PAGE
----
Typically, breakers are not designed for more than one copper wire connected to them. Double-tapping occurs when two electrical wires are connected to a breaker rated for only one wire connection. Double tapped breakers can overheat, and wire connections can become loose, causing the breaker to arc or trip frequently. In some cases, a house fire can occur.
A double-tapped breaker, ‘double-tap,’ occurs when two circuit wires are connected to a single-pole breaker. You can fix double-tapped breakers by installing a pigtail wire connection, adding a circuit breaker, a tandem breaker, or a breaker with a 2-pole rating. A double-tapped breaker costs about $150-$250 to fix.
Double-taps are a common defect in an inspection report, but it is easy to correct. In this article, we will look at why double-tapped breakers are dangerous. Moreover, we will also tell you how to fix a double-tapped breaker to ensure your safety.
What is a Double-Tapped Circuit Breaker?
A double-tapped breaker is an electrical hazard where two or more wires are connected to a single breaker rated to receive one wire connection. Breakers come in two types, “1 pole” or “1 or 2 poles”. Breakers labeled “1 or 2 poles” are rated to receive two circuits, while a “1 pole” breaker is only rated for one circuit.
Double tapped breakers are dangerous because the breaker can overheat and trip frequently. Two electrical wires connected to a single rated breaker reduce the resistance, causing the breaker to overheat, trip, or fail suddenly. The wire expands and contracts as the circuit overheats, creating loose connections that can arc and cause a house fire.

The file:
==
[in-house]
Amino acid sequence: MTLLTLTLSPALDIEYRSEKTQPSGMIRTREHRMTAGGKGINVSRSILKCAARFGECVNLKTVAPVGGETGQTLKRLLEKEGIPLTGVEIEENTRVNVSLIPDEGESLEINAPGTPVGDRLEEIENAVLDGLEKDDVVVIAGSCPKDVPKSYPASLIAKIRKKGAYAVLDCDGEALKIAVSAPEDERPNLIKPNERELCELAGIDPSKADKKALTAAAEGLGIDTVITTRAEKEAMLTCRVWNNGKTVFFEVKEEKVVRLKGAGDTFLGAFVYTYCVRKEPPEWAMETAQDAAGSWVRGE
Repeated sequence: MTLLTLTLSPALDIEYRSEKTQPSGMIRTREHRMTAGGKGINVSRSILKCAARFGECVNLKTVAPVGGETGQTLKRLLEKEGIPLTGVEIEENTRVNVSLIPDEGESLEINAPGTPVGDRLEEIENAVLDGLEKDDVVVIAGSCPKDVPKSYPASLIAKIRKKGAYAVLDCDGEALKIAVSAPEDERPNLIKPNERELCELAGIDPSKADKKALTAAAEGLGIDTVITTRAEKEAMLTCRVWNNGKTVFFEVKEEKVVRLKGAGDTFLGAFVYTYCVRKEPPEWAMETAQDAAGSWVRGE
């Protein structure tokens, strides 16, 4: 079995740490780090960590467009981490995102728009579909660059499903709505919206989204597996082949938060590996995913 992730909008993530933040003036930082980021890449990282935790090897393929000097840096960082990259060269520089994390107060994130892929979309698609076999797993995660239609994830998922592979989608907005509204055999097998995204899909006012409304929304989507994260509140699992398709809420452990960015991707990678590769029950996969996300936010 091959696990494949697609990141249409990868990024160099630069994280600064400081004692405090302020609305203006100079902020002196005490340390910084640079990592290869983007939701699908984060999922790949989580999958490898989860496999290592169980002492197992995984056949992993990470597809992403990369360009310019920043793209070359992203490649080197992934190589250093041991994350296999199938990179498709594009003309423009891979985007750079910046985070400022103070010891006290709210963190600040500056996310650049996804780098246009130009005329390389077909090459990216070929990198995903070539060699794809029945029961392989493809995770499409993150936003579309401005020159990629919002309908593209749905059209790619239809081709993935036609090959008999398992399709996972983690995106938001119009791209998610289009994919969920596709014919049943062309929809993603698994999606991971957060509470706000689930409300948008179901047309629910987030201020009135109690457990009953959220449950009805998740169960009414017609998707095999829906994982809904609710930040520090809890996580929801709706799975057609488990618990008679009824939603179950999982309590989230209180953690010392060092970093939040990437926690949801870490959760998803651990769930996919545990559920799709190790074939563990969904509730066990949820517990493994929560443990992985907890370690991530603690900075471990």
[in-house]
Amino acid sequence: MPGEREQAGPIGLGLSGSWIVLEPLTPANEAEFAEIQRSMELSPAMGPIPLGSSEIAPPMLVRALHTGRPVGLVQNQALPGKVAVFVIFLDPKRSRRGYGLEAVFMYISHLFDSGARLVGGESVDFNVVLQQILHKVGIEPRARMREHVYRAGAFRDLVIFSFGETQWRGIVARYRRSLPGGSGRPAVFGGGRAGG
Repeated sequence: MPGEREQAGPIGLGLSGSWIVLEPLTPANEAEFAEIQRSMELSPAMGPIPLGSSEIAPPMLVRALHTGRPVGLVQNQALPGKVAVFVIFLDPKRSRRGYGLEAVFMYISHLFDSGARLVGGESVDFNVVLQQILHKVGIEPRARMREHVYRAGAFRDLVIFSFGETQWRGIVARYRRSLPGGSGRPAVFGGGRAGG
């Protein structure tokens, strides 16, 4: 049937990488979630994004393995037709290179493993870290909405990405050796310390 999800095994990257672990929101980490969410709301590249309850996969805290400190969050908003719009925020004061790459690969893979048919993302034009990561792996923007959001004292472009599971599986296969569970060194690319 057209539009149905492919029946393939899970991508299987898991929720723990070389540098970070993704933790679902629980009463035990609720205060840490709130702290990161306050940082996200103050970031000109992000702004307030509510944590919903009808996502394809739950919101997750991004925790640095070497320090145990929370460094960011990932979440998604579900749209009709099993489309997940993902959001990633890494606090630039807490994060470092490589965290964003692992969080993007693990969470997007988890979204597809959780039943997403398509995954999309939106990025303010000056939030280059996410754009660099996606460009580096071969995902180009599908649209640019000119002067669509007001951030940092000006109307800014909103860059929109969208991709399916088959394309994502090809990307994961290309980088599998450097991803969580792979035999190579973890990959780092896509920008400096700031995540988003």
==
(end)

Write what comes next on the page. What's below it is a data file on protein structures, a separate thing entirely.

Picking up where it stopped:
Are Double-Tapped Breakers Allowed?
When people ask if a double tapped breaker is illegal, we assume they refer to electrical codes. Double tapped breakers are against national electrical codes and manufacturer guidelines unless the circuit breaker is rated explicitly for two poles.
Electrical updates have to follow NEC codes at the time of the change. When unwritten, the electrical code follows manufacturer specifications.
There is no direct mention of the National Electrical Code (NEC) regarding double tapped breakers and whether or not they are allowed. However, manufacturers rate their breakers for one or two pole connections.
Circuit breakers are clearly labeled to receive a single or double-wired connection. At 110.3(B), the NEC statement states that equipment labeling should only be installed and used as the instructions list. Therefore, because the manufacturer specifies how the breaker should be connected, we can derive that double tapped breakers are not allowed.
Why Would Someone Double-Tap a Breaker?
Double tapping a breaker can be done when the electric panel box does not have adequate space to connect all the wiring circuits. Often, a homeowner or amateur electrician looking to get the job done quickly might double-tap the breaker to avoid the hassle of either replacing the electric panel entirely or purchasing a breaker designed for two circuit connections.
The best way to know whether or not the double tapping of the breakers on your house’s electrical panel is a defect and potentially dangerous or not is to read the label of the breaker that has been double-tapped. If a breaker allows for two circuits, it will clearly state so on the breaker.
How to Fix Double-Tapped Breakers